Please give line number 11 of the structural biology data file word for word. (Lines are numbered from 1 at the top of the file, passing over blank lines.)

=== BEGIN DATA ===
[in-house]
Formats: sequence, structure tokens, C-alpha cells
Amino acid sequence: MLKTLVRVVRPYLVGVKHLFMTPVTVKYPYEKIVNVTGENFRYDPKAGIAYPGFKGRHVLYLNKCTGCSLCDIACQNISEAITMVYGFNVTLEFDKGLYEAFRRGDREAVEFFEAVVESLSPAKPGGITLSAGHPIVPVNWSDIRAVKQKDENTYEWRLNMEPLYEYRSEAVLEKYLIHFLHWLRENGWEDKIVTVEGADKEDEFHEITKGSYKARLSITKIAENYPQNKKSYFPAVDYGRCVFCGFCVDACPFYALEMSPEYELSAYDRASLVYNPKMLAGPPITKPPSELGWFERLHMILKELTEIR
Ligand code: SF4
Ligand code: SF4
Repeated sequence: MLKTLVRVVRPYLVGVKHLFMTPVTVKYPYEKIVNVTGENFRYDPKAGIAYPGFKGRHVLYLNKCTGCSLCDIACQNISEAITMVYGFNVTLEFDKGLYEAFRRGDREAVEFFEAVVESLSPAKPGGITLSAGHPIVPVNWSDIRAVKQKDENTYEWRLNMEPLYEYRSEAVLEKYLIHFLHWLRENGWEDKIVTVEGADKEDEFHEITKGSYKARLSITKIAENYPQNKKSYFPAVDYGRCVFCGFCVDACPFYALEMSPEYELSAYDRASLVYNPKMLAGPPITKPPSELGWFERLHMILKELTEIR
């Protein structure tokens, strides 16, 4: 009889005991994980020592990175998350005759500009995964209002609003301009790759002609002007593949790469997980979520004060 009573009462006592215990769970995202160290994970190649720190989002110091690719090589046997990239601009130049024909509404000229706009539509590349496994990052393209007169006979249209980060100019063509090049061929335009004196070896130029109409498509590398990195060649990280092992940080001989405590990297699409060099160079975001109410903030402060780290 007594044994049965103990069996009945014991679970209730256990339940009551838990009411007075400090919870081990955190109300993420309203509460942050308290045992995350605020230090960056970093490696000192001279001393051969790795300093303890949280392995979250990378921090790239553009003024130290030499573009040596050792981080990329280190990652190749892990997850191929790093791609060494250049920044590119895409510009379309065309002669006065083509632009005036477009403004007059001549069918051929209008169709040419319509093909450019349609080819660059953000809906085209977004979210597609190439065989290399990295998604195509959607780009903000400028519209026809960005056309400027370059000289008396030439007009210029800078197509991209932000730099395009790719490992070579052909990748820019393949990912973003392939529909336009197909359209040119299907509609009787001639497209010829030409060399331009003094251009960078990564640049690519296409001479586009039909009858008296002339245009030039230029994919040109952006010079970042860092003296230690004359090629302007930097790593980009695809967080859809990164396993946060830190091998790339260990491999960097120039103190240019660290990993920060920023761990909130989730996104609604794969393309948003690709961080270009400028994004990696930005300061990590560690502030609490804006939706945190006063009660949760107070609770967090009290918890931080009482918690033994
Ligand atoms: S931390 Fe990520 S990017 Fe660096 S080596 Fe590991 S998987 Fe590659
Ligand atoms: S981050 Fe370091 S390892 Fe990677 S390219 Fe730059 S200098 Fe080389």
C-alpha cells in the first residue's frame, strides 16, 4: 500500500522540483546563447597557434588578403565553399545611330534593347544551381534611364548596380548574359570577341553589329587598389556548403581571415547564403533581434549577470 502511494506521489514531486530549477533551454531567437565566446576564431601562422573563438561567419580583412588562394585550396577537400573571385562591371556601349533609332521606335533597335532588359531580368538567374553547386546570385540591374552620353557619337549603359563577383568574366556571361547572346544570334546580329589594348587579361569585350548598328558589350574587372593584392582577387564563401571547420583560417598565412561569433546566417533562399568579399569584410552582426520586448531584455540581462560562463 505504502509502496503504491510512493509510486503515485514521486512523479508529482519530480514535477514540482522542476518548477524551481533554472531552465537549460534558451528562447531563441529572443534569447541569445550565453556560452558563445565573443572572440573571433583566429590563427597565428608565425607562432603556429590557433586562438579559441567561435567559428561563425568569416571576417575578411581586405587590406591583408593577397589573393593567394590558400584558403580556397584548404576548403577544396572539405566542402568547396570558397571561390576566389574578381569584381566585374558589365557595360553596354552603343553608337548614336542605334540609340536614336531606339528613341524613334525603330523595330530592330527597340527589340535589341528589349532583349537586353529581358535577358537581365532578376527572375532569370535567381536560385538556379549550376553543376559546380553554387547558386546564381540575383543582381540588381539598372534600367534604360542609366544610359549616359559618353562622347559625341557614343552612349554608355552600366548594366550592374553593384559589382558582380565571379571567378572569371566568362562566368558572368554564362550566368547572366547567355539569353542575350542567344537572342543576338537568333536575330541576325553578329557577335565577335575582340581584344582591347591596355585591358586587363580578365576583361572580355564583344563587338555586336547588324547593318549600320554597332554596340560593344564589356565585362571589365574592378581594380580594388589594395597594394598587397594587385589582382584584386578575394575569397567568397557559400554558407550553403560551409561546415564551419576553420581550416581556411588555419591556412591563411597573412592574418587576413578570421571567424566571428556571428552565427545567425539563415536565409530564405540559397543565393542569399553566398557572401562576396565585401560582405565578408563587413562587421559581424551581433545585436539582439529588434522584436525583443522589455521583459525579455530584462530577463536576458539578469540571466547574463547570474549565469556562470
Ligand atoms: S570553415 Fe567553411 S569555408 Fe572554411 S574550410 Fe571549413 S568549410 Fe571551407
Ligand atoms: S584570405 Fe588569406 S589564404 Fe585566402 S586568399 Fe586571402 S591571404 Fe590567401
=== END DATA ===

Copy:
Ligand atoms: S570553415 Fe567553411 S569555408 Fe572554411 S574550410 Fe571549413 S568549410 Fe571551407